Even after a bullet left her paralyzed below the neck, Kim Gervais showed “superhuman strength,” her daughter said.
On the night of Oct. 1, 2017, one of more than a thousand bullets fired during the Route 91 Harvest festival shooting lodged itself in Gervais’ C7 vertebra in her neck, and shrapnel scattered from shoulder to shoulder. The bullet left her a quadriplegic, according to her oldest daughter, Amber Manka.
Yet she survived two more years — and even made it out alive after two near-death instances during a hospital stay in June.
Gervais, of Mira Loma, California, died Friday at Redlands Community Hospital in Redlands, California. She was 57.
The coroner’s division of the San Bernardino County Sheriff’s Department had not determined Gervais’ cause and manner of death as of Tuesday, but if investigators find she died from her spinal injuries, Gervais would be the 59th victim of the deadliest mass shooting in modern U.S. history.
“It’s easy to say the last two years were extremely hard for everyone, yet they were also a blessing filled with last talks and precious time,” Manka told the Las Vegas Review-Journal on Tuesday in a text message conversation.
Gervais had always been a “fun mom,” Manka said. She was an avid country music concertgoer who spent her weekends riding quads in the California desert.
In 2017, she attended Route 91, a three-day festival on the Strip across the street from Mandalay Bay. She was with two friends, Dana Smith and Pati Mestas, one of the original 58 victims.
The last of the victims was pronounced dead Oct. 3, 2017, and the official death toll has not been increased since.
After the shooting, Manka said, her mother spent roughly two weeks hospitalized in Las Vegas before she was transferred to a spinal rehabilitation facility in Loma Linda, California.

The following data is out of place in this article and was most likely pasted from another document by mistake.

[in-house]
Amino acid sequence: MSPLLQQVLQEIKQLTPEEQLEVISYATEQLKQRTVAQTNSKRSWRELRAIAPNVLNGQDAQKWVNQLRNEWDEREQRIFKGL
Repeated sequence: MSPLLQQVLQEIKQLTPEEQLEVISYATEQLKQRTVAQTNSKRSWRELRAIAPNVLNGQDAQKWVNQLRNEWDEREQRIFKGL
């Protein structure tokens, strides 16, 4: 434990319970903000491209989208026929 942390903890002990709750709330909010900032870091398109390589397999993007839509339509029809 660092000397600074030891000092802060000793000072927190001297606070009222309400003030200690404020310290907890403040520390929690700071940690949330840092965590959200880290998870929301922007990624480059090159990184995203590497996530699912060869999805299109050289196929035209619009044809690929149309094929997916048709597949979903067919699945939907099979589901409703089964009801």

“She lost her zest for life and was in a lot of pain,” she said.
Still, Manka considered her mom “superhuman.”
Even long before the shooting, Manka said, Gervais’ strength stood out.
“She didn’t have an easy upbringing and helped raised her siblings,” she said. And after her husband, George, died in 2003, she was left to run their family company and raise Manka and her younger sister, Ale’, on her own.
During a hospital stay in June, her heart stopped twice, according to Manka.
“The second time, they performed CPR for 30 minutes, and we were told she was brain dead,” she said. “We were asked to make choices no child ever wants to be asked.”
Manka and her sister kept their mom on life support.
The next morning, “by some miracle and by her superhuman strength,” Manka said, Gervais woke up with little or no brain damage.
Gervais spent the next five months in and out of hospitals and acute facilities in Southern California until her death last week.
But Manka doesn’t want the shooting to define her mom, who she said was a gifted painter and cook.
“She had many amazing qualities,” she said. “The ability to make friends anywhere. She was funny. Her laugh was contagious. Her smile and dimples would light up the room. She would give the shirt off her back to anyone in need.”
Gervais leaves behind two daughters, five grandchildren and three siblings, as well as her mother-in-law, Betty, who raised her as her own.
Manka said her mom will be laid to rest during a private celebration of life in California.
Las Vegas vigil
A public vigil for Kim Gervais is set for 5 p.m. Nov. 26 at the Las Vegas Community Healing Garden near South Casino Center Boulevard and Coolidge Avenue.
It will feature an unveiling of the garden’s holiday lights display as a tribute to Gervais, according to Aaron Leifheit, program director for the nonprofit Get Outdoors Nevada, which helps manage the community garden.
Leifheit said Tuesday that Get Outdoors Nevada was working with Las Vegas officials on a possible 59th tree to be added to the garden in Gervais’ honor.
The garden today features 58 trees — one for each victim — and a remembrance wall with photos and other mementos.